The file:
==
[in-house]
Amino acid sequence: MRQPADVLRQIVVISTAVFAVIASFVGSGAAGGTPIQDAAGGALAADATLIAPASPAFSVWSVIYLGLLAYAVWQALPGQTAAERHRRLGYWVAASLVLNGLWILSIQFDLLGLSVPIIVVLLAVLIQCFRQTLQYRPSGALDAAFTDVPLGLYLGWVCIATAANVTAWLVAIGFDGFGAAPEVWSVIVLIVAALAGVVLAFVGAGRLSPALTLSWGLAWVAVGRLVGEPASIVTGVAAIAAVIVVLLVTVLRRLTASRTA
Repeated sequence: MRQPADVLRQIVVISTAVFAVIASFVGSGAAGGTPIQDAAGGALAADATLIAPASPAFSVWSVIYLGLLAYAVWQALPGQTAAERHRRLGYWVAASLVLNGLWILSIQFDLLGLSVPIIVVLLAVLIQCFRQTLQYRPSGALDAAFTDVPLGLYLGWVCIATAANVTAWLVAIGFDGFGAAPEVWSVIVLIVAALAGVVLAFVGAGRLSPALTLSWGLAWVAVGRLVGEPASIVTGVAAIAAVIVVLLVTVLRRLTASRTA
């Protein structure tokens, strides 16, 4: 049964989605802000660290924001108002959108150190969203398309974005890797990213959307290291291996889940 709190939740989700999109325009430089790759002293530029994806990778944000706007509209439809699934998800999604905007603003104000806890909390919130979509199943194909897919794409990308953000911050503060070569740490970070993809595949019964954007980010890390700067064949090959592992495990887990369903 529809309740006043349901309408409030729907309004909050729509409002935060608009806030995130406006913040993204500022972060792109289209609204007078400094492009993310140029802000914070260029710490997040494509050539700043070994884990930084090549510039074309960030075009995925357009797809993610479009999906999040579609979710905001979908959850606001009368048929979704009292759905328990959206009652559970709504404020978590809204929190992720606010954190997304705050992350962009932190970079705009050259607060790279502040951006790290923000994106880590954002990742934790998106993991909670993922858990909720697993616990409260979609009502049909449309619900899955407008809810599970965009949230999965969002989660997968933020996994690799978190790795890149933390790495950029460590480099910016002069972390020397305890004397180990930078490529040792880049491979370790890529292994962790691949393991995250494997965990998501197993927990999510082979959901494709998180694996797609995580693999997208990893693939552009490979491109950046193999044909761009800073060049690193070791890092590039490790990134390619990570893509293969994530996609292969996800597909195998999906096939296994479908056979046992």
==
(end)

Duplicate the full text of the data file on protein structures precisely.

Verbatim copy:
[in-house]
Amino acid sequence: MRQPADVLRQIVVISTAVFAVIASFVGSGAAGGTPIQDAAGGALAADATLIAPASPAFSVWSVIYLGLLAYAVWQALPGQTAAERHRRLGYWVAASLVLNGLWILSIQFDLLGLSVPIIVVLLAVLIQCFRQTLQYRPSGALDAAFTDVPLGLYLGWVCIATAANVTAWLVAIGFDGFGAAPEVWSVIVLIVAALAGVVLAFVGAGRLSPALTLSWGLAWVAVGRLVGEPASIVTGVAAIAAVIVVLLVTVLRRLTASRTA
Repeated sequence: MRQPADVLRQIVVISTAVFAVIASFVGSGAAGGTPIQDAAGGALAADATLIAPASPAFSVWSVIYLGLLAYAVWQALPGQTAAERHRRLGYWVAASLVLNGLWILSIQFDLLGLSVPIIVVLLAVLIQCFRQTLQYRPSGALDAAFTDVPLGLYLGWVCIATAANVTAWLVAIGFDGFGAAPEVWSVIVLIVAALAGVVLAFVGAGRLSPALTLSWGLAWVAVGRLVGEPASIVTGVAAIAAVIVVLLVTVLRRLTASRTA
């Protein structure tokens, strides 16, 4: 049964989605802000660290924001108002959108150190969203398309974005890797990213959307290291291996889940 709190939740989700999109325009430089790759002293530029994806990778944000706007509209439809699934998800999604905007603003104000806890909390919130979509199943194909897919794409990308953000911050503060070569740490970070993809595949019964954007980010890390700067064949090959592992495990887990369903 529809309740006043349901309408409030729907309004909050729509409002935060608009806030995130406006913040993204500022972060792109289209609204007078400094492009993310140029802000914070260029710490997040494509050539700043070994884990930084090549510039074309960030075009995925357009797809993610479009999906999040579609979710905001979908959850606001009368048929979704009292759905328990959206009652559970709504404020978590809204929190992720606010954190997304705050992350962009932190970079705009050259607060790279502040951006790290923000994106880590954002990742934790998106993991909670993922858990909720697993616990409260979609009502049909449309619900899955407008809810599970965009949230999965969002989660997968933020996994690799978190790795890149933390790495950029460590480099910016002069972390020397305890004397180990930078490529040792880049491979370790890529292994962790691949393991995250494997965990998501197993927990999510082979959901494709998180694996797609995580693999997208990893693939552009490979491109950046193999044909761009800073060049690193070791890092590039490790990134390619990570893509293969994530996609292969996800597909195998999906096939296994479908056979046992």